A fresh new voice in the world of LDS chick-lit, Stephanie Fowers, the author of Rules of Engagement (Covenant Communications), is our Monday interview. I’m thrilled to bring her to your attention because she is truly an amazing individual. First off, which makes her near and dear to my heart, she graduated from BYU-Idaho. Here’s a little more about her from her website:
“I graduated from BYU Idaho in English and (besides the below freezing temperatures), I loved the small town atmosphere complete with garage bands and pizza joints (Go pizza bombs! That was me, not Stephanie.). Then I served an LDS mission in the Philippines. The people there are so cool. Someday I’m going to write a book about my experiences there…or even a book about their history. They have an intense past and culture that I think the world should know about. Their war heroes are amazing, and their people are so full of life. Everything about them is amazing.
“So, after my mission, I graduated from BYU with an English major and a Communications minor. I was going to go into advertising (I won enough Burger King crowns in my advertising class to encourage me), but I decided to take the writing route instead. While at BYU, I won second and third place for the Mayhew Hinckley short story contests; one was an excerpt from my Destroyer novel (the name is subject to change) and the other was from my Only a Princess novel (Yeah, I write Science Fiction too).
“I’ve had so many different jobs, anything to support my writing habit: Fast food, mowing golf courses, Mosquito Control (wading, but mostly falling into swamps to kill Mosquito larva), daycare, and accounting (my dad’s office). Now I work at an elementary school as a kindergarten bouncer; that’s what I call it. I’m also the recess supervisor, and I LOVE IT! Maybe it gets my aggression out, or maybe it’s just a power trip, or maybe it’s all the new elementary school friends I’ve been making, but I can never get enough of recess. And of course, I continue to base my writing on some of the crazy situations and people that I meet on an everyday basis.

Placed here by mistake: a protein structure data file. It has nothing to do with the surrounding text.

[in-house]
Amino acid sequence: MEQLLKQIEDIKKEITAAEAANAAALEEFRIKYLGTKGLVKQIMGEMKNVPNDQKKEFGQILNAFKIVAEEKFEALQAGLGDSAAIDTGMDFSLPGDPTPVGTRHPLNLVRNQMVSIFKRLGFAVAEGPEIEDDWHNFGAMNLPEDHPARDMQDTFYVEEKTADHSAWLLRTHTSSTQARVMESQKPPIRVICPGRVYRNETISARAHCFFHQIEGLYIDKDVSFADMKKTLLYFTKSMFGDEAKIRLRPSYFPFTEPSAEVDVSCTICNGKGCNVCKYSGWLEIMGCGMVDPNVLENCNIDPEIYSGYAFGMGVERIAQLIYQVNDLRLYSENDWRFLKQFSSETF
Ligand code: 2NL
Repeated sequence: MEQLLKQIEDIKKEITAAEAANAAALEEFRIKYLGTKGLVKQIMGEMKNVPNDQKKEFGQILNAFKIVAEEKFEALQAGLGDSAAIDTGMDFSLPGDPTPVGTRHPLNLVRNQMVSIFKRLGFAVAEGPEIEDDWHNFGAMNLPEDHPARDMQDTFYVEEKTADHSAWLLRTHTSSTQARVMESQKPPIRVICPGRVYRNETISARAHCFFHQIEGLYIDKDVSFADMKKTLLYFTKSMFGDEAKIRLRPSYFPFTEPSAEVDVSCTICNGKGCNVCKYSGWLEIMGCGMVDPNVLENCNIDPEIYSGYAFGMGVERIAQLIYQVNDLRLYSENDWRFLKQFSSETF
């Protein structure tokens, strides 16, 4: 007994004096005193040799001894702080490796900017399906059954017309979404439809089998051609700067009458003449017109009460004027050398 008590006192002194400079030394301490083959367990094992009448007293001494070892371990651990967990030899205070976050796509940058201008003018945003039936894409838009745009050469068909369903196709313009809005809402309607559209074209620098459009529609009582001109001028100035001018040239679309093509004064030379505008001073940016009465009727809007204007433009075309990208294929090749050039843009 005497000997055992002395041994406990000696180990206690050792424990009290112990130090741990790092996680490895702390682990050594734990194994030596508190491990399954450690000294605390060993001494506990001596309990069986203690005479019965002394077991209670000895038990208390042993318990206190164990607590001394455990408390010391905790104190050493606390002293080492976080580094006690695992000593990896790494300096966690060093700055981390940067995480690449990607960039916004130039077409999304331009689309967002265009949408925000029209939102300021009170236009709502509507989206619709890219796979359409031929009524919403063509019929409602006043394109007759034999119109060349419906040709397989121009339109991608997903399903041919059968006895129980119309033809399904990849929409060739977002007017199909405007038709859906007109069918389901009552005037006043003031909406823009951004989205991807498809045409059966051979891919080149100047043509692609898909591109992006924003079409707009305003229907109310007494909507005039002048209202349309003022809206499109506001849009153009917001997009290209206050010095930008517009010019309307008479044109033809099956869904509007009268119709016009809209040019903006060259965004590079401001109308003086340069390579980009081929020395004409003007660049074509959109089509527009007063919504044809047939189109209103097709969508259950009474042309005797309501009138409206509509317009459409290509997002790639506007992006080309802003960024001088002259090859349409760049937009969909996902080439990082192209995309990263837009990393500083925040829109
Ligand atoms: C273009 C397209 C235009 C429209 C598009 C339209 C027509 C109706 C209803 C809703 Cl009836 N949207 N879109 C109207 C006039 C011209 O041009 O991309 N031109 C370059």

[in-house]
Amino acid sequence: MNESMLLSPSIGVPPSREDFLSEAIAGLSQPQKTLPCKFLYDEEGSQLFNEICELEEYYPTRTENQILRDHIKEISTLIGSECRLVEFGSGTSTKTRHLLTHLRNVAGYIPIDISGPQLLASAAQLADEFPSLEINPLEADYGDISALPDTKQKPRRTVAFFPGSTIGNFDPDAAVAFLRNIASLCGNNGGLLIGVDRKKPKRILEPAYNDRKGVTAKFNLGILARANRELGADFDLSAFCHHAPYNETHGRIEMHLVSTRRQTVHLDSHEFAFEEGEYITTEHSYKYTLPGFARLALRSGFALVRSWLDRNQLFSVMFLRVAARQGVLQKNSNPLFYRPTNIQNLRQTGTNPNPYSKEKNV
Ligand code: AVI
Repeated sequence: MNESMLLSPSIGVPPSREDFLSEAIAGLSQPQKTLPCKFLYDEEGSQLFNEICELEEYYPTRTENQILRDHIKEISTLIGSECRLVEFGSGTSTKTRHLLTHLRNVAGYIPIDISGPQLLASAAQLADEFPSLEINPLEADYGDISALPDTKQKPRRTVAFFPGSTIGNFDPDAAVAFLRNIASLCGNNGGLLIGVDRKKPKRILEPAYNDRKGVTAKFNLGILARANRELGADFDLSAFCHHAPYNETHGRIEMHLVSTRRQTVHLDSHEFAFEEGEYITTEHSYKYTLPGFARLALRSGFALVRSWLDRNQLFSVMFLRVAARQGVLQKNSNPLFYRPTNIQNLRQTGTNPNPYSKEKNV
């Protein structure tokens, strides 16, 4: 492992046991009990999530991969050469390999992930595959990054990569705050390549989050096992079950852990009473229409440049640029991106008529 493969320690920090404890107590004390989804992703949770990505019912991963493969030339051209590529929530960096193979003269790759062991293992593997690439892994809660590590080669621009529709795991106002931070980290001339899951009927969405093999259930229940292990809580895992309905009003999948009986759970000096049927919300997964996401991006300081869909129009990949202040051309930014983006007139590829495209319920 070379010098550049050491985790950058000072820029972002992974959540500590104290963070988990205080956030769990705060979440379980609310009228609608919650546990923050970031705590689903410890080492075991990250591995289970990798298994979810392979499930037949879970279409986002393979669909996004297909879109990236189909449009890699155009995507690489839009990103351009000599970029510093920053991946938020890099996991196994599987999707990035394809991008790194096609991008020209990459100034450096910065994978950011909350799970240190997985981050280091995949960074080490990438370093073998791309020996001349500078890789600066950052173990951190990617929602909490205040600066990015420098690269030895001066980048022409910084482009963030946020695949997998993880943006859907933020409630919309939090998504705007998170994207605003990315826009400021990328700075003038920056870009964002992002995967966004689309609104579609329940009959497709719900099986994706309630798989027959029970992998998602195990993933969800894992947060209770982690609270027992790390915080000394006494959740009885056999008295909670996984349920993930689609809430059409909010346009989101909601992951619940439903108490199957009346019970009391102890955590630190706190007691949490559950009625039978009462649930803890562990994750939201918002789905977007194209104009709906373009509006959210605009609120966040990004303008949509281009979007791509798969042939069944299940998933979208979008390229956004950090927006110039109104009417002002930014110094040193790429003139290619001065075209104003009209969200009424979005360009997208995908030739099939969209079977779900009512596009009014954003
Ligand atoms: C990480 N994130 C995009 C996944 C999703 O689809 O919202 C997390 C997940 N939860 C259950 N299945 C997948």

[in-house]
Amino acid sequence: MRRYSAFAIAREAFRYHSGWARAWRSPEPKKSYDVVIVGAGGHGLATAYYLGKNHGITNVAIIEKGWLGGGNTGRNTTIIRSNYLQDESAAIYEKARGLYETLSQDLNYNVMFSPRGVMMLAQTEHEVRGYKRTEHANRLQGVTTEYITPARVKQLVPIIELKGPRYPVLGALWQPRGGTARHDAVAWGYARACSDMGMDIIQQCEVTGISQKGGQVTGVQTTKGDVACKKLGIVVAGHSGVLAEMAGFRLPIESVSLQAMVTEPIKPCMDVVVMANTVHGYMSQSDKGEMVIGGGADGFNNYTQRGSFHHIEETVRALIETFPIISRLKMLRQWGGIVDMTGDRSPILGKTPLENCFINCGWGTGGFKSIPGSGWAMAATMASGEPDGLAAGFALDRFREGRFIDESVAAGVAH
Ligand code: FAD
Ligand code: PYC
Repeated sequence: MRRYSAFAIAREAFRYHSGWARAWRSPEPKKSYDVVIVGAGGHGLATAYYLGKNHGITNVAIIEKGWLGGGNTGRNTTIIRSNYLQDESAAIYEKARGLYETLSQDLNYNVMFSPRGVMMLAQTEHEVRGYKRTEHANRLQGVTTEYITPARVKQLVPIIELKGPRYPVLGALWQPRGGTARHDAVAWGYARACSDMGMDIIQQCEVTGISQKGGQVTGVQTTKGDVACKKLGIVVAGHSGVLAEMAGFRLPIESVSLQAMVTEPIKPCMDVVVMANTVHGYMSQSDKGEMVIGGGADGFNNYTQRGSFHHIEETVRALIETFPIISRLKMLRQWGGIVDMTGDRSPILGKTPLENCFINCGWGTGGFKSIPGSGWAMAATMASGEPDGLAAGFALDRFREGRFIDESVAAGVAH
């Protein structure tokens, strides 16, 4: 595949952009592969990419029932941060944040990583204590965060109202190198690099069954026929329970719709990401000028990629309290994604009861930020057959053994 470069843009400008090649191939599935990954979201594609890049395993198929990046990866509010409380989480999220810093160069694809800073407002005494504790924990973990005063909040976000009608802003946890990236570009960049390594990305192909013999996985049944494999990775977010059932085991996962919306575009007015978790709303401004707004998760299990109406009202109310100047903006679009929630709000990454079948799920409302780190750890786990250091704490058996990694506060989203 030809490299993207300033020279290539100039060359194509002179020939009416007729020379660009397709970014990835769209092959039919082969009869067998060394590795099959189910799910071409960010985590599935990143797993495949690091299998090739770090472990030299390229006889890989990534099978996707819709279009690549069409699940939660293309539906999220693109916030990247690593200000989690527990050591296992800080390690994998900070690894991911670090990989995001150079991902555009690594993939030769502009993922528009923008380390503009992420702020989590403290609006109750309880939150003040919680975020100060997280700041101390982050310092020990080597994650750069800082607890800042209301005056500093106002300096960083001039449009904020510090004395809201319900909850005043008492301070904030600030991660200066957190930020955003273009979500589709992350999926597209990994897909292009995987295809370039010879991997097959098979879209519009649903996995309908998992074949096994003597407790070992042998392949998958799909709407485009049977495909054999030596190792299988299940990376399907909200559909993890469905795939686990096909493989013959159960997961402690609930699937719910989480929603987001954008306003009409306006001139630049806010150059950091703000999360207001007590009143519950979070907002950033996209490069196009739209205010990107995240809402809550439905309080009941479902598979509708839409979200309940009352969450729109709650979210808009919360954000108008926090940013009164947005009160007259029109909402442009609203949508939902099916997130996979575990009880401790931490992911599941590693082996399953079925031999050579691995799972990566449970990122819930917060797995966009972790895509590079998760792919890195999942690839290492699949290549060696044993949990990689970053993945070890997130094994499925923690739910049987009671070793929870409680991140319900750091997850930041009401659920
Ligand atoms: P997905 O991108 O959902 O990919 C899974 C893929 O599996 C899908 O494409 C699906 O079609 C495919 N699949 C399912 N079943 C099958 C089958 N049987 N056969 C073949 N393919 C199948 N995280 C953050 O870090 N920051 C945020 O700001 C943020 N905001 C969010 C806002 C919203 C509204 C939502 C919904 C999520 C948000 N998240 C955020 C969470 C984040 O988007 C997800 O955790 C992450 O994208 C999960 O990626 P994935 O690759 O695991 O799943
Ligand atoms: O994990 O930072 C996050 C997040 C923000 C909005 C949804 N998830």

“Now I write for Schooled Magazine and besides my many articles on the foils of single life, I write Prank Wars: a saga of pranksters that take their pranks very seriously…so seriously that they have no love lives…or any social life for that matter. It’s sorta based on my roommates and my ward (oh wait, don’t get me wrong, they do have a life), and all of the crazy pranks that we’ve done. The best part of writing Prank Wars was grabbing a ton of my friends and doing a photoshoot for Schooled Magazine. We got to dress up in tough military outfits and look really cool.”
My friends, I give you Stephanie Fowers.
1. What prompted you to become a writer?
Even before I could read, I’ve been telling stories. Whether it was talking late into the night with my sisters, laughing about school and work, or just trying to make things more exciting, I could never stay quiet. In second grade, it became my goal to get my class to laugh so hard they’d be crying. And it wasn’t too long afterwards that I won some Young Author’s awards and actually got to skip school to go to some conferences. I loved writing because it was pure escapism. I could do anything I wanted to do, be any hero, say any line, go anywhere. . .and it was a way to reach out to people. I was actually a pretty shy kid (not now so much), but if I could get someone to read my writing, I could actually connect with them. It’s been that way ever since.
2. What is your routine, on a daily basis, as far as being a parent and a writer?
Well, I’m not married or a parent yet, so that’s not too much of an issue right now. However, I work as a special ed assistant in Kindergarten, and as soon as I’m done with work, I go work-out to clear my mind and then I go home and write and write and write! Finally, that leaves me free to do whatever I want at night (meetings, FHE, or whatever). BUT, even though I don’t have any maternal responsibilities, I am still a sister and a daughter and an aunt, and so I make sure that I keep in touch and visit my family every once in awhile (even though they live pretty far away) to make sure they know I love them more than any of my books. I also steal their names for my characters (at their request) and I run manuscripts past them to get their input, depending if they’re my target audience or not.
3. What is your genre and why did you choose it?
I actually wrote science-fiction/ fantasy before I wrote LDS chic-lit. I loved fairy tales and so it’s what I naturally turned to. However, I’ve always loved romance too and like I said, I love to make people laugh. So, when I couldn’t write a sci-fi book short enough to make the publishers interested, I decided to write about my life in the form of chic lit. Okay, so ‘Rules of Engagement‘ isn’t EXACTLY my life, but it’s basically the world that I live in right now. It’s a satire of the LDS singles’ dating scene, which I know a lot about. And to be honest, we just needed some books out there where we can just laugh at ourselves, and not take ourselves so seriously. I’m tired of the drama. Besides, dating is the funnest thing you’ll never want to do again!
4. Tell me a little about the books you’ve written.